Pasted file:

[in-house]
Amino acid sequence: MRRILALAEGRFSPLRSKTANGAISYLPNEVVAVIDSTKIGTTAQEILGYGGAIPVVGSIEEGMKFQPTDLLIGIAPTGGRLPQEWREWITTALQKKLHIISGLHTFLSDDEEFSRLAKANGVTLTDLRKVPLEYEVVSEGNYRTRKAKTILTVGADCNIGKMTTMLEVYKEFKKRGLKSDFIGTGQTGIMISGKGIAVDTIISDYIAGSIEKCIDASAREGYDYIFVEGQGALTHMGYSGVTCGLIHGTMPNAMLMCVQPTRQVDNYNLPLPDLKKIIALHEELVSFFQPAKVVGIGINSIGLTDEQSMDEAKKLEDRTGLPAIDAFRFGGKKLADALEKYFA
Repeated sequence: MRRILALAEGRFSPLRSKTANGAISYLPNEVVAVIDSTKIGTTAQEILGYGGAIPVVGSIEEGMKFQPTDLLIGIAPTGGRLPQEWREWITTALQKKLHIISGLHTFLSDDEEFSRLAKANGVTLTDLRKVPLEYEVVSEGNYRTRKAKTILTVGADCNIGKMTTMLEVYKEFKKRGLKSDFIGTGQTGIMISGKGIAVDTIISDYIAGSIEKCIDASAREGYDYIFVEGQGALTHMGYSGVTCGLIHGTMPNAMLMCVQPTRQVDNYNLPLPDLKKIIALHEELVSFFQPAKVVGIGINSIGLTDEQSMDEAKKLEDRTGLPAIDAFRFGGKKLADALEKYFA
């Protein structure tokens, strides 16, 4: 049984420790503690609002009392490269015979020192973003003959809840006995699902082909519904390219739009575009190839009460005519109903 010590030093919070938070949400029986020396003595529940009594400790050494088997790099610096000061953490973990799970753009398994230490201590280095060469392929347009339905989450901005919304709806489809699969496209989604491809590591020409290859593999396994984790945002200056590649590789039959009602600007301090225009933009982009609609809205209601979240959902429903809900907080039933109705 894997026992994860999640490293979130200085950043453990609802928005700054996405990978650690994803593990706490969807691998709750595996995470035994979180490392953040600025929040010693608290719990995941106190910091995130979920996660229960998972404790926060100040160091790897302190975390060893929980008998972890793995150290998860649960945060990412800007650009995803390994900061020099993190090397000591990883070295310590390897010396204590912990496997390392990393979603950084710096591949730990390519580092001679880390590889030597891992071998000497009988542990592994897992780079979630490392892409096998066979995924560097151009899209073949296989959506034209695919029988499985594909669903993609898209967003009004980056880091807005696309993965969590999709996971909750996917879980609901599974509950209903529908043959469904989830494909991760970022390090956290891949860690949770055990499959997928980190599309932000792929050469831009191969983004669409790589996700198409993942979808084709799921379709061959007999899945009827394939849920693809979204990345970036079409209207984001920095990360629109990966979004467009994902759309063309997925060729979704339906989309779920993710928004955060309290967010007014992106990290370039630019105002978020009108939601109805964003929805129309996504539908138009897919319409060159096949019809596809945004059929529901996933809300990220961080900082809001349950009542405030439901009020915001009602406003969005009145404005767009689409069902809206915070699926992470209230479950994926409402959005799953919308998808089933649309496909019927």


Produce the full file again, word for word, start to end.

[in-house]
Amino acid sequence: MRRILALAEGRFSPLRSKTANGAISYLPNEVVAVIDSTKIGTTAQEILGYGGAIPVVGSIEEGMKFQPTDLLIGIAPTGGRLPQEWREWITTALQKKLHIISGLHTFLSDDEEFSRLAKANGVTLTDLRKVPLEYEVVSEGNYRTRKAKTILTVGADCNIGKMTTMLEVYKEFKKRGLKSDFIGTGQTGIMISGKGIAVDTIISDYIAGSIEKCIDASAREGYDYIFVEGQGALTHMGYSGVTCGLIHGTMPNAMLMCVQPTRQVDNYNLPLPDLKKIIALHEELVSFFQPAKVVGIGINSIGLTDEQSMDEAKKLEDRTGLPAIDAFRFGGKKLADALEKYFA
Repeated sequence: MRRILALAEGRFSPLRSKTANGAISYLPNEVVAVIDSTKIGTTAQEILGYGGAIPVVGSIEEGMKFQPTDLLIGIAPTGGRLPQEWREWITTALQKKLHIISGLHTFLSDDEEFSRLAKANGVTLTDLRKVPLEYEVVSEGNYRTRKAKTILTVGADCNIGKMTTMLEVYKEFKKRGLKSDFIGTGQTGIMISGKGIAVDTIISDYIAGSIEKCIDASAREGYDYIFVEGQGALTHMGYSGVTCGLIHGTMPNAMLMCVQPTRQVDNYNLPLPDLKKIIALHEELVSFFQPAKVVGIGINSIGLTDEQSMDEAKKLEDRTGLPAIDAFRFGGKKLADALEKYFA
């Protein structure tokens, strides 16, 4: 049984420790503690609002009392490269015979020192973003003959809840006995699902082909519904390219739009575009190839009460005519109903 010590030093919070938070949400029986020396003595529940009594400790050494088997790099610096000061953490973990799970753009398994230490201590280095060469392929347009339905989450901005919304709806489809699969496209989604491809590591020409290859593999396994984790945002200056590649590789039959009602600007301090225009933009982009609609809205209601979240959902429903809900907080039933109705 894997026992994860999640490293979130200085950043453990609802928005700054996405990978650690994803593990706490969807691998709750595996995470035994979180490392953040600025929040010693608290719990995941106190910091995130979920996660229960998972404790926060100040160091790897302190975390060893929980008998972890793995150290998860649960945060990412800007650009995803390994900061020099993190090397000591990883070295310590390897010396204590912990496997390392990393979603950084710096591949730990390519580092001679880390590889030597891992071998000497009988542990592994897992780079979630490392892409096998066979995924560097151009899209073949296989959506034209695919029988499985594909669903993609898209967003009004980056880091807005696309993965969590999709996971909750996917879980609901599974509950209903529908043959469904989830494909991760970022390090956290891949860690949770055990499959997928980190599309932000792929050469831009191969983004669409790589996700198409993942979808084709799921379709061959007999899945009827394939849920693809979204990345970036079409209207984001920095990360629109990966979004467009994902759309063309997925060729979704339906989309779920993710928004955060309290967010007014992106990290370039630019105002978020009108939601109805964003929805129309996504539908138009897919319409060159096949019809596809945004059929529901996933809300990220961080900082809001349950009542405030439901009020915001009602406003969005009145404005767009689409069902809206915070699926992470209230479950994926409402959005799953919308998808089933649309496909019927």